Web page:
Joshua Bell, one of the world’s great violinists, played at Far Niente to celebrate the Oakville winery’s 125th anniversary Saturday night. When he raised his $8 million dollar Stradivarius, Bell said it was handcrafted in 1713, making it the oldest vintage at Far Niente.
Nearly 800 gathered at the stone winery to hear Bell play, to witness contortionists from Cirque du Soleil, to graze on appetizers from smoked leg of lamb to caviar to fig pizza and to taste wine that dated back to 1979.
Sharon Genovese of Reno said she came to the event to celebrate her 70th birthday and her $350 ticket was a gift. She said she hopes to move to the area sometime soon because of the wine culture. “It’s the world class food, absolutely the wine and the music of this caliber – Joshua Bell.”
Bell, you recall, was the musician who played incognito at the metro station in Washington D.C. a few years ago as part of an experiment to see if people would stop during rush hour and listen. To see if people would factor beauty into their day.
The metro station was L’Enfant Plaza, the nucleus of federal Washington where mid-level bureaucrats were scurrying off to their jobs as policy analysts, budget officers and the like.
As it turned out, on Jan. 12, 2007 the musician, who easily earns more than $1,000 a minute, played six pieces in a 43 minute stretch and earned $32.17. A total of 1,097 passed by, a handful stopped and only one recognized Bell at the end of the performance. It was not Bell’s finest hour.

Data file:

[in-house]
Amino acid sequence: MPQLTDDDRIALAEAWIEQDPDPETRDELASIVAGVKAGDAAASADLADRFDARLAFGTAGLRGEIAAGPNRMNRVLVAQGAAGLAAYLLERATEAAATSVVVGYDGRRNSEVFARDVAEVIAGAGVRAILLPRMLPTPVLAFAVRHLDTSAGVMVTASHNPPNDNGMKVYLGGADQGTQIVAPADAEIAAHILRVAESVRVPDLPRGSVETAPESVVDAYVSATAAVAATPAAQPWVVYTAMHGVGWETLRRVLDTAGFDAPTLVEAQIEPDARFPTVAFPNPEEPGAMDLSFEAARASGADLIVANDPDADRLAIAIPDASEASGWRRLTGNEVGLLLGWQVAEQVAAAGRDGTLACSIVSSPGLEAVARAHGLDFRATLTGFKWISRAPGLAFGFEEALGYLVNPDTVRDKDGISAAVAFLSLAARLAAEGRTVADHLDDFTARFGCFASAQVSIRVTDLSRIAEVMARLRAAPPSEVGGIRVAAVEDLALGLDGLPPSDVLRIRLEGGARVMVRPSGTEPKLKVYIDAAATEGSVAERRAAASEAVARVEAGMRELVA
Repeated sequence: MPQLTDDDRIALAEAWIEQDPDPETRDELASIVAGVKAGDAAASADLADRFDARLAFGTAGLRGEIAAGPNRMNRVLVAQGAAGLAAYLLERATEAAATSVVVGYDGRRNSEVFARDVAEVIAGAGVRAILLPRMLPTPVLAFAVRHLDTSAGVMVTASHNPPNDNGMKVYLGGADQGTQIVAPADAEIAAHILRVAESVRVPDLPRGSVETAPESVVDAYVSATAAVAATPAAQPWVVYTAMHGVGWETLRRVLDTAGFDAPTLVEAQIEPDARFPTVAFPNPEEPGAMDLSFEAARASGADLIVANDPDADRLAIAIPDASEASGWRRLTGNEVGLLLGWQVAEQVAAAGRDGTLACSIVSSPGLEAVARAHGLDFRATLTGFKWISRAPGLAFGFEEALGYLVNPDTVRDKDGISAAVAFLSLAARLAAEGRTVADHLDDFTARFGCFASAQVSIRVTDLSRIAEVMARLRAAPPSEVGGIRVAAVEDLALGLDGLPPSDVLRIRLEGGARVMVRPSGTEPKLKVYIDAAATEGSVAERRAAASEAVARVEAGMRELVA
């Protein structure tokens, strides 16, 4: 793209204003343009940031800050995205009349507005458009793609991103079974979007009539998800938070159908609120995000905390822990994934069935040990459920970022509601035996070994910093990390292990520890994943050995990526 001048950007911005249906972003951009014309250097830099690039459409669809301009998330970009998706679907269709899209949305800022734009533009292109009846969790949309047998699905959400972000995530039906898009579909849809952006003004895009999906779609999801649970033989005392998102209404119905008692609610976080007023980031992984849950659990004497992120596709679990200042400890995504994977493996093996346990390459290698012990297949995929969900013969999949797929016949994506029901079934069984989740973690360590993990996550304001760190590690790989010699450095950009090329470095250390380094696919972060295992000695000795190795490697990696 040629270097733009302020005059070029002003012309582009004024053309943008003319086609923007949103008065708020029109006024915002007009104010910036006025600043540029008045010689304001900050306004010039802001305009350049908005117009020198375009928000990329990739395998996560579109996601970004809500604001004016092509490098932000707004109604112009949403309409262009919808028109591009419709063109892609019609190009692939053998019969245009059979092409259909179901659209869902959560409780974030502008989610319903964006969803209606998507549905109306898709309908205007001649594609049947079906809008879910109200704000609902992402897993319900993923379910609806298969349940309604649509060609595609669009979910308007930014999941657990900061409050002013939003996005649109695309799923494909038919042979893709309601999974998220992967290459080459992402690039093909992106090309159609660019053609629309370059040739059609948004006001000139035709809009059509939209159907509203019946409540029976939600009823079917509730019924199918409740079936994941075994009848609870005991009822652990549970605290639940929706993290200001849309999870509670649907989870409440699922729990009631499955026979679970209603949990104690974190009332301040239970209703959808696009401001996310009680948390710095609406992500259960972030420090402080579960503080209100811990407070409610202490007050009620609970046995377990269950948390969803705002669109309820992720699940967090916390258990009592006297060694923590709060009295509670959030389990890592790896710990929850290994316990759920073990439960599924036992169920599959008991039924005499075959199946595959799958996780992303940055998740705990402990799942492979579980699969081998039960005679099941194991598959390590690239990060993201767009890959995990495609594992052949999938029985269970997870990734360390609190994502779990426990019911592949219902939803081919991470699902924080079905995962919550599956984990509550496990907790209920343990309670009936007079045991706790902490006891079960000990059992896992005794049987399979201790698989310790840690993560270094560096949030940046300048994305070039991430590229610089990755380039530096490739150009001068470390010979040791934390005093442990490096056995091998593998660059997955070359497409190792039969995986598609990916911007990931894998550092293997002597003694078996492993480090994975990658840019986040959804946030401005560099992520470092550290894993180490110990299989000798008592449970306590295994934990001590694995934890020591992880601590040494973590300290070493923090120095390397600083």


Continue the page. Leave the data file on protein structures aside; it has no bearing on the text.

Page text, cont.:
Ironically the newspaper was worried the opposite would happen – that Bell would be recognized early on, that the news would spread, that crowd control would be necessary, that the National Guard would be needed.
Instead the virtuoso was largely ignored. Naturally this wasn’t the case at Far Niente where people watched him as if under a spell. His bow did resemble a wand of sorts and Bell swiveled and swooned and plucked the strings.
As luck would have it, Far Niente and Bell have developed a relationship over the years, with the owners donating wine to some of his charity events. The winery also makes sure Bell has plenty of Far Niente to uncork back stage after his concerts. He joked, “People seem to like the wine more than the performance, but that’s okay.” Bell, in his forties, added, that he wanted to hurry up and play for about 20 minutes “so I can get drinking.”
Watching Bell play, it wasn’t hard to imagine him as a 4-year old, stretching rubber bands across the knobs of his dresser, stringing songs together from memory. That’s when his parents, both psychologists, spotted a musical prodigy in the making and decided professional lessons would be a good idea.
After the concert, I kept thinking about the Washington Post experiment, puzzled. How could anyone pass someone by who plays as brilliantly as Bell?